On June 29, newspaper reporter Antonio de la Cruz became the latest journalist to be killed in Mexico, where as many as a dozen have been killed so far in 2022, according to press freedom groups tallying the carnage. De la Cruz's daughter, who was gravely injured in the attack, died two days later. His editor told Reporters Without Borders that de la Cruz frequently spoke out on social media about crime and politics in the the northeastern state of Tamaulipas.
The bravery of journalists such as de la Cruz – and how their newsrooms respond – is the focus of “Surviving Mexico: Resistance and Resilience among Journalists in the Twenty-first Century” (University of Texas Press, 2021), a book by professors Celeste González de Bustamante and Jeannine Relly.
Based on dozens of interviews with journalists, activists, government officials and experts, González de Bustamante and Relly detail the methods the journalists use to ensure their audiences have vital information and provide substantial context about the dangers posed by the drug cartels and others. The authors highlight the networks the journalists have built to support each other and call for more efforts to build such networks globally and strengthen international laws designed to protect journalists.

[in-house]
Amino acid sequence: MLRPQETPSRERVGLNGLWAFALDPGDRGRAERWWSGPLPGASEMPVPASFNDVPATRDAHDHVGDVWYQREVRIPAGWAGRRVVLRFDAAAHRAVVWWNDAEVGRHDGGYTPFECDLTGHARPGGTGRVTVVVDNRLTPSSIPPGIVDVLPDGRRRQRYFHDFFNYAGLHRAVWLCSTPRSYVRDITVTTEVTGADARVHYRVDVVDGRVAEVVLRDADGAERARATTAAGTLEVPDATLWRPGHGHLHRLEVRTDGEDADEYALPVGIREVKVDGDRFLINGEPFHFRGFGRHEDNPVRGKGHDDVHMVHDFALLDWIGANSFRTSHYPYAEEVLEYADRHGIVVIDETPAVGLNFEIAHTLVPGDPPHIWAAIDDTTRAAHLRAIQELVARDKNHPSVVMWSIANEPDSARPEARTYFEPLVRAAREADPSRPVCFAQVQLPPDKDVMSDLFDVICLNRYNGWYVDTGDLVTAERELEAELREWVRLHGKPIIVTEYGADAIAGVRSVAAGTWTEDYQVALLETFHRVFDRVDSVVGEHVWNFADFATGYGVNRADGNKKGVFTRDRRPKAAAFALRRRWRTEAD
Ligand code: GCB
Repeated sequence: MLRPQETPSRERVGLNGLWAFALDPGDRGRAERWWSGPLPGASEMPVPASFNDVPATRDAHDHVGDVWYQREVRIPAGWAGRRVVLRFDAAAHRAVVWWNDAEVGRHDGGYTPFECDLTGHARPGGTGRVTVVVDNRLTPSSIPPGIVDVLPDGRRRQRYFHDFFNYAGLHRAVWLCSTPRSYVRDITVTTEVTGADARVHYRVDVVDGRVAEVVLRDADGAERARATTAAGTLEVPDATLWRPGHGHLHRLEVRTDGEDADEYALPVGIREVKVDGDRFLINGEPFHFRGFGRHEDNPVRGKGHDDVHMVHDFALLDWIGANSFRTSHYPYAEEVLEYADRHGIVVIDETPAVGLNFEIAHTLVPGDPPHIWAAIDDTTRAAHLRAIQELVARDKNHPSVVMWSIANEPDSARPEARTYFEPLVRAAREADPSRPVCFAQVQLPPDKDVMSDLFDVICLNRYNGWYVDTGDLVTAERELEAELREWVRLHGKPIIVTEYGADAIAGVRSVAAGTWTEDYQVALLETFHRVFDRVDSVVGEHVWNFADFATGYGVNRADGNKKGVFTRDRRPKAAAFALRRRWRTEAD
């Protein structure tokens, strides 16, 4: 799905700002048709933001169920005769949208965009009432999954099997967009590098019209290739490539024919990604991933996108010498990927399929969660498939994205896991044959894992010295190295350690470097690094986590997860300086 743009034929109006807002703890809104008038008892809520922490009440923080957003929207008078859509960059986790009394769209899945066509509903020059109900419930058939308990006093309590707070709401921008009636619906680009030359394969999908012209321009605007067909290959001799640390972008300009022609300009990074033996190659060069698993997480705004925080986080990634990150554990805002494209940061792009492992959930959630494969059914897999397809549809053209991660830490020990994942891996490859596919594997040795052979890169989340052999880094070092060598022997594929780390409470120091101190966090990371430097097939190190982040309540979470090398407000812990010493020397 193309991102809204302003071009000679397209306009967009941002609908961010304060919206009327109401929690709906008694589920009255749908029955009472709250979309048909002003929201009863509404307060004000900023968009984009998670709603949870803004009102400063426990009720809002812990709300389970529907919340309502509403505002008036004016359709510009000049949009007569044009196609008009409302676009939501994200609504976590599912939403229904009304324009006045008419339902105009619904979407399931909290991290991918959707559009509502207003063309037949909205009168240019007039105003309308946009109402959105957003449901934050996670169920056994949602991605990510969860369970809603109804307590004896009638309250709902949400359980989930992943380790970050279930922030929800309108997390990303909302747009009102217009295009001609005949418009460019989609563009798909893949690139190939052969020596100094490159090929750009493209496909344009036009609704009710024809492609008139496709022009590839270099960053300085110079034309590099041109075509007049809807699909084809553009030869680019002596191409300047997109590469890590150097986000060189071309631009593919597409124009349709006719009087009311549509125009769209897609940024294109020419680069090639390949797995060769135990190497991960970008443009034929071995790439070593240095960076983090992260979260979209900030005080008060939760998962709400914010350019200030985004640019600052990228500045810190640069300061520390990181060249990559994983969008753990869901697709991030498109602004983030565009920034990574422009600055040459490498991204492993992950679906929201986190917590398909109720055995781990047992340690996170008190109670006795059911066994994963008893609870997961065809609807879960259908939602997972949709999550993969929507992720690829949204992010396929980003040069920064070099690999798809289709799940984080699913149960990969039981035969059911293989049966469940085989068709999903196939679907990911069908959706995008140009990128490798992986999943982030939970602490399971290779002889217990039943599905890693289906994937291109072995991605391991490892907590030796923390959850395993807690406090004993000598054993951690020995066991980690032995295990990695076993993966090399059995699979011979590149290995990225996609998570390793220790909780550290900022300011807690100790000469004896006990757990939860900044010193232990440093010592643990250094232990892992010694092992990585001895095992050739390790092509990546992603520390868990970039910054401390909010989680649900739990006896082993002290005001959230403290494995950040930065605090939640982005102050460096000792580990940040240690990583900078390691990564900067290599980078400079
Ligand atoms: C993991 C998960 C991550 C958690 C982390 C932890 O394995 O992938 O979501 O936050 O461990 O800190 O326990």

González de Bustamante, a veteran University of Arizona professor who begins work as an associate dean at the University of Texas this fall, and Relly, who directs global programs at the University of Arizona's journalism school, will receive three prestigious awards for their work at the annual conference of the Association for Education in Journalism and Mass Communication, which will be held Aug. 3-6 in Detroit. On Aug. 4, Kappa Tau Alpha, the national honor society for journalism and mass communication, will present them with the Frank Luther Mott/KTA Award named for the Pulitzer Prize-winning historian and former KTA leader. On Aug. 5, González de Bustamante and Relly will receive two additional awards from AEJMC, the James A. Tankard Jr. Award and the Knudson Latin America Prize.
The following is a Q&A with González de Bustamante and Relly. Colman Mitchell, a master’s student in the University of Missouri School of Journalism, prepared the questions. The answers were edited for clarity.